When cattle are transported, they are subject to the Canadian Food Inspection Agency (CFIA) regulations under the Health of Animals Regulations Part XII, the Compromised Animal Policy, and provincial legislation. These regulations dictate what conditions make an animal compromised or unfit for transport.
Compromised animals are defined by the CFIA as “an animal with reduced capacity to withstand transportation but where transportation with special provisions will not lead to undue suffering.”
- Compromised cattle must not be shipped to auction markets for sale.
- Compromised cattle may be locally transported with appropriate special provisions (e.g. in a separate trailer compartment) to receive care, or to be euthanized or humanely slaughtered.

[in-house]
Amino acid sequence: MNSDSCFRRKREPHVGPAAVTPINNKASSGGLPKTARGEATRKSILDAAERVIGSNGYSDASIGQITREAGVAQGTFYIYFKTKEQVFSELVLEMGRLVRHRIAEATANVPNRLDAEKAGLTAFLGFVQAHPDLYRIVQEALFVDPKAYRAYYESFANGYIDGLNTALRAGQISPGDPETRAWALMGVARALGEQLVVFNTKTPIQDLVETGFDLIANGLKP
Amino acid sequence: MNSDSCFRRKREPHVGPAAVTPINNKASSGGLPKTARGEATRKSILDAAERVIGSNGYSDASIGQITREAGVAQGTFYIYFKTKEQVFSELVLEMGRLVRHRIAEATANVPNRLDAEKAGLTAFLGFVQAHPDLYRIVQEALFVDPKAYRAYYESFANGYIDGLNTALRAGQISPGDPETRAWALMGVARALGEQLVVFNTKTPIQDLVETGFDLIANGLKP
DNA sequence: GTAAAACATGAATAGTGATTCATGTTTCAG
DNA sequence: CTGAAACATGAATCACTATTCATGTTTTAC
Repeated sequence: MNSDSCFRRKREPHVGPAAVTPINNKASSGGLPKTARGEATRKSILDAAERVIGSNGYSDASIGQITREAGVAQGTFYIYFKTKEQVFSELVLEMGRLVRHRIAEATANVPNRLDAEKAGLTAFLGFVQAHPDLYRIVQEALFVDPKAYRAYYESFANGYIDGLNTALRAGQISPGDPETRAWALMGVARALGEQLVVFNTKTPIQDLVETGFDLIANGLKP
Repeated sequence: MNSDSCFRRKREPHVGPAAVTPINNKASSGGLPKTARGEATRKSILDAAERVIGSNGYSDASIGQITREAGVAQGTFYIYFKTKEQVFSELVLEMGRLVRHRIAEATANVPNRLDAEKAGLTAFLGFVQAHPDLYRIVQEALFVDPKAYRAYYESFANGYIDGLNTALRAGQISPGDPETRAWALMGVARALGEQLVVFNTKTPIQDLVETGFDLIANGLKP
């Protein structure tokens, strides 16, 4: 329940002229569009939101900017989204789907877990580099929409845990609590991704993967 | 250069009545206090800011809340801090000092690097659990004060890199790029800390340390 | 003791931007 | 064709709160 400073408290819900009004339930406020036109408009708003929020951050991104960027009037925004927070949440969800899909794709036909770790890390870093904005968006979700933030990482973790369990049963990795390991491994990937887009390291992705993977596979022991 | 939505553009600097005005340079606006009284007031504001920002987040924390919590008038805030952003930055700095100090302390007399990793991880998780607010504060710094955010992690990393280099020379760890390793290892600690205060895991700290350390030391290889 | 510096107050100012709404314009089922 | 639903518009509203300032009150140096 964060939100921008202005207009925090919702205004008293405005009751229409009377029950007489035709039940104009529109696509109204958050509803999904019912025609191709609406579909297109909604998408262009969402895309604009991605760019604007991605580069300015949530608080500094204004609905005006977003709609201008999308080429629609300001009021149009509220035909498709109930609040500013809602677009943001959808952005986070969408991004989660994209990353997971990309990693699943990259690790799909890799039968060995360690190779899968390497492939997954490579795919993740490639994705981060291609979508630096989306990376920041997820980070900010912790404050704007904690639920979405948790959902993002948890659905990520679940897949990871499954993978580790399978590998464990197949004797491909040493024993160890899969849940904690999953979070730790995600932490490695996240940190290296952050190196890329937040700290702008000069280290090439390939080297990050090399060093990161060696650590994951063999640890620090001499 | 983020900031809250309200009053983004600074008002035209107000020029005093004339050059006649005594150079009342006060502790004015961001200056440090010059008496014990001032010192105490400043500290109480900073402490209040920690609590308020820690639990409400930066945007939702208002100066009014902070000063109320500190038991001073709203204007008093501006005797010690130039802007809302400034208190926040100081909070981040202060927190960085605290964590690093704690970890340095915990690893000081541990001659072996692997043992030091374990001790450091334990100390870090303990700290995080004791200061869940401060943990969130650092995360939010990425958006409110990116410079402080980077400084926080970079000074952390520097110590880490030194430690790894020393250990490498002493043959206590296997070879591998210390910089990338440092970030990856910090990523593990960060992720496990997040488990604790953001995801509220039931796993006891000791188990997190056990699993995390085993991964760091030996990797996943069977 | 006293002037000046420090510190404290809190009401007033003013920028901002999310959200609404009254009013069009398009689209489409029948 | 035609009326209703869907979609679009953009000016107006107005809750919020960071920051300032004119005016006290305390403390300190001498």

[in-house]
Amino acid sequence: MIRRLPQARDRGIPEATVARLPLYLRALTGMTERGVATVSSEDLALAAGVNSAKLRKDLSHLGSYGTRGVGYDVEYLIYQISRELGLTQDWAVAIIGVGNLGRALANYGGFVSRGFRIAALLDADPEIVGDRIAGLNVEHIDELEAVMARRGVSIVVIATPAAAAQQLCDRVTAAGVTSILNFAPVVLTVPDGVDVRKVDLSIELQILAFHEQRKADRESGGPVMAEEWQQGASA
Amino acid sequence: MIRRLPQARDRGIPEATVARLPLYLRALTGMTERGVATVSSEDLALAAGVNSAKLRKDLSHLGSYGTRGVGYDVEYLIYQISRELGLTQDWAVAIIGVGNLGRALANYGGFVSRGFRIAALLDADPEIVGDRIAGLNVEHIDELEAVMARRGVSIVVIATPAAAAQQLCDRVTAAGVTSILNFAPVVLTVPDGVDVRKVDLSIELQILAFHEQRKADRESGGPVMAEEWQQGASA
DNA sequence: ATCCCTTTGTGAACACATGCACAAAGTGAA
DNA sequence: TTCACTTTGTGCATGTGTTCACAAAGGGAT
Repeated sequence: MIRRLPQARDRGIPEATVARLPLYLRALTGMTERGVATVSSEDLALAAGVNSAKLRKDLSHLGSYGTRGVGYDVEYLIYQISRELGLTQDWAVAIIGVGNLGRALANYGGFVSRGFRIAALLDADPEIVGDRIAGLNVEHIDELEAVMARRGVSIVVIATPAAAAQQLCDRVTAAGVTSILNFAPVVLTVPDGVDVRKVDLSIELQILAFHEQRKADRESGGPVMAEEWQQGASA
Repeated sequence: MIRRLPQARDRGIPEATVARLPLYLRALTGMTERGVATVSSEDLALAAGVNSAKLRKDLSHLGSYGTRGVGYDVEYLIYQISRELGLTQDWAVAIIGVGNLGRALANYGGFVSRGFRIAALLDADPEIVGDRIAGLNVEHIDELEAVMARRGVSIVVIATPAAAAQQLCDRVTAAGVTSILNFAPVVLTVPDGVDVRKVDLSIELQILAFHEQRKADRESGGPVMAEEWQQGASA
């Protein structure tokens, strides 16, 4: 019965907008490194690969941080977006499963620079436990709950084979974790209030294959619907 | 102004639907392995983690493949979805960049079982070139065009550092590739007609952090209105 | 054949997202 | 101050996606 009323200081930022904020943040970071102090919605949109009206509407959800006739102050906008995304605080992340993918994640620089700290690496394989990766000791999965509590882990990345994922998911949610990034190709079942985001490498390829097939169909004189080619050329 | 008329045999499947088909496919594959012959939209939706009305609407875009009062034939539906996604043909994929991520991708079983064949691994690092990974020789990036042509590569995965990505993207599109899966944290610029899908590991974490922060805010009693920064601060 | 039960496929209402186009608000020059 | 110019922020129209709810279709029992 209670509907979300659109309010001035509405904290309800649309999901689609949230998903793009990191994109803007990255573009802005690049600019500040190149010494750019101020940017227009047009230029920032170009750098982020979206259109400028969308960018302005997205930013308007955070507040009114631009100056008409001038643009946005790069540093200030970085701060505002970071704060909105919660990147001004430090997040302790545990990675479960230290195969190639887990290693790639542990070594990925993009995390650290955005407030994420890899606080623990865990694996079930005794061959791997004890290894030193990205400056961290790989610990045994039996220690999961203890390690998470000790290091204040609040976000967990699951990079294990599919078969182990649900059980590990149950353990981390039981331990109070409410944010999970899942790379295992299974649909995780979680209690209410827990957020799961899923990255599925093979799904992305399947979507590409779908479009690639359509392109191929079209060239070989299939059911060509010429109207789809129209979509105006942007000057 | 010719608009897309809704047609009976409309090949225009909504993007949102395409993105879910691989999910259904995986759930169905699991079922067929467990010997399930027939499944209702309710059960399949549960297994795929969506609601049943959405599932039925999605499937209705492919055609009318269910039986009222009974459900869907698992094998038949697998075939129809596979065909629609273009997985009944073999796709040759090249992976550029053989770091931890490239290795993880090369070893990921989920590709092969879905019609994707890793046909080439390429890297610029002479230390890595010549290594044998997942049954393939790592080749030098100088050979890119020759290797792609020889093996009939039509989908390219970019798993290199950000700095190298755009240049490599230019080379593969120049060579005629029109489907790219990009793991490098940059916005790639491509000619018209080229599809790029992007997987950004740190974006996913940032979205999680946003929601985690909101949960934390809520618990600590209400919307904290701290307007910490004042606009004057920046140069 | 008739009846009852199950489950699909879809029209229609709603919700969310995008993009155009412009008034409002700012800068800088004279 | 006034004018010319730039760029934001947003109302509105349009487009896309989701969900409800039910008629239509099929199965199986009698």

Unfit animals are defined by the CFIA as “an animal with reduced capacity to withstand transportation and where there is a high risk that transportation will lead to undue suffering.”
- Unfit cattle may not be transported, except to a veterinarian for treatment or diagnosis.
When deciding if an animal can be transported, it is important to consider how the animal will withstand loading, transit, and unloading. If an animal is being shipped to an auction market, the animal needs to be fit enough to withstand sale conditions and at least one subsequent trip.
The goal of AFAC’s Compromised Cattle Benchmarking Project was to observe cattle arriving at auction markets and abattoirs throughout Alberta and catalogue the incidence and type of conditions observed upon arrival.
The following conditions were most commonly observed:
- Heavy lactation
- Emaciation (body condition score <2 out of 5)
- Lameness (moderate and severe)
- Severe limb injuries/swellings
- Severe respiratory signs
This project was funded through the Assurance Systems stream of the AgriMarketing Program under Growing Forward 2, a federal-provincial-territorial initiative. The project was also supported by Alberta Beef Producers, Alberta Milk and Alberta Cattle Feeders Association.